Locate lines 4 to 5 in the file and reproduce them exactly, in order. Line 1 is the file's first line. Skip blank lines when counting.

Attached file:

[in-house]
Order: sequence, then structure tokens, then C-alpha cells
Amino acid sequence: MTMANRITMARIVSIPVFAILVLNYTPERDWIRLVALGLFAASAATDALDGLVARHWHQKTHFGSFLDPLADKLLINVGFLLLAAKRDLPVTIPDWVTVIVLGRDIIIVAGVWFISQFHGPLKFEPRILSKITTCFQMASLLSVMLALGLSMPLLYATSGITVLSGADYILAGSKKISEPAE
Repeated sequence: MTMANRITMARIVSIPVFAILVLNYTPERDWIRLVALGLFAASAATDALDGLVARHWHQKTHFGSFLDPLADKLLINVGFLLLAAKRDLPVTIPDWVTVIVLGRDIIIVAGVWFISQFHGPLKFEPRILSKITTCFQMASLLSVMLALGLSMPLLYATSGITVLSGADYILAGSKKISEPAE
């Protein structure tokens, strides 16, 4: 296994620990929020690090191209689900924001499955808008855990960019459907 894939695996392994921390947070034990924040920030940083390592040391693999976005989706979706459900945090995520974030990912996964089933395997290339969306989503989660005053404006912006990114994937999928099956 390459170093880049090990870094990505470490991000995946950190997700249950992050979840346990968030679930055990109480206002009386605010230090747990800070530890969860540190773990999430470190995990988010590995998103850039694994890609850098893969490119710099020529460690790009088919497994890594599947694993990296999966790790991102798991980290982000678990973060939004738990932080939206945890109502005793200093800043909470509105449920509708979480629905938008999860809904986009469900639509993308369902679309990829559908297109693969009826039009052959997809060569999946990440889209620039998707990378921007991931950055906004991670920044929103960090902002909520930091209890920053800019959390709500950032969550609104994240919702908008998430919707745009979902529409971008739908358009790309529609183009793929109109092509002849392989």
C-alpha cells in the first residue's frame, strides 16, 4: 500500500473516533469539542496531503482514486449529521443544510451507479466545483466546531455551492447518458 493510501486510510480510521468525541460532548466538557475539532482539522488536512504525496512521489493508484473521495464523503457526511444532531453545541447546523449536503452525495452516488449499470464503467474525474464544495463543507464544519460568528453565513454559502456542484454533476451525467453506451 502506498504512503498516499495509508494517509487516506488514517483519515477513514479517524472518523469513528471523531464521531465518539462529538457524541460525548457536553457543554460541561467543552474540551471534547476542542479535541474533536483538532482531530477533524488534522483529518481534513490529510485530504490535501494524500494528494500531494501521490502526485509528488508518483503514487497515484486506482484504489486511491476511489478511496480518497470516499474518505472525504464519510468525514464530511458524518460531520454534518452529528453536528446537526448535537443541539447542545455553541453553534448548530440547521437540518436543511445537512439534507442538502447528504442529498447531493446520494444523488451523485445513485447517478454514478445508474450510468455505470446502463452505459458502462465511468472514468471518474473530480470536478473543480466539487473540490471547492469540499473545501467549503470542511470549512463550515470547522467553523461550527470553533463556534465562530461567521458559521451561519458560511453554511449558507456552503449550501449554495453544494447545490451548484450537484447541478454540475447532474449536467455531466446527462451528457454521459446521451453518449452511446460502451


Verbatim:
Repeated sequence: MTMANRITMARIVSIPVFAILVLNYTPERDWIRLVALGLFAASAATDALDGLVARHWHQKTHFGSFLDPLADKLLINVGFLLLAAKRDLPVTIPDWVTVIVLGRDIIIVAGVWFISQFHGPLKFEPRILSKITTCFQMASLLSVMLALGLSMPLLYATSGITVLSGADYILAGSKKISEPAE
């Protein structure tokens, strides 16, 4: 296994620990929020690090191209689900924001499955808008855990960019459907 894939695996392994921390947070034990924040920030940083390592040391693999976005989706979706459900945090995520974030990912996964089933395997290339969306989503989660005053404006912006990114994937999928099956 390459170093880049090990870094990505470490991000995946950190997700249950992050979840346990968030679930055990109480206002009386605010230090747990800070530890969860540190773990999430470190995990988010590995998103850039694994890609850098893969490119710099020529460690790009088919497994890594599947694993990296999966790790991102798991980290982000678990973060939004738990932080939206945890109502005793200093800043909470509105449920509708979480629905938008999860809904986009469900639509993308369902679309990829559908297109693969009826039009052959997809060569999946990440889209620039998707990378921007991931950055906004991670920044929103960090902002909520930091209890920053800019959390709500950032969550609104994240919702908008998430919707745009979902529409971008739908358009790309529609183009793929109109092509002849392989």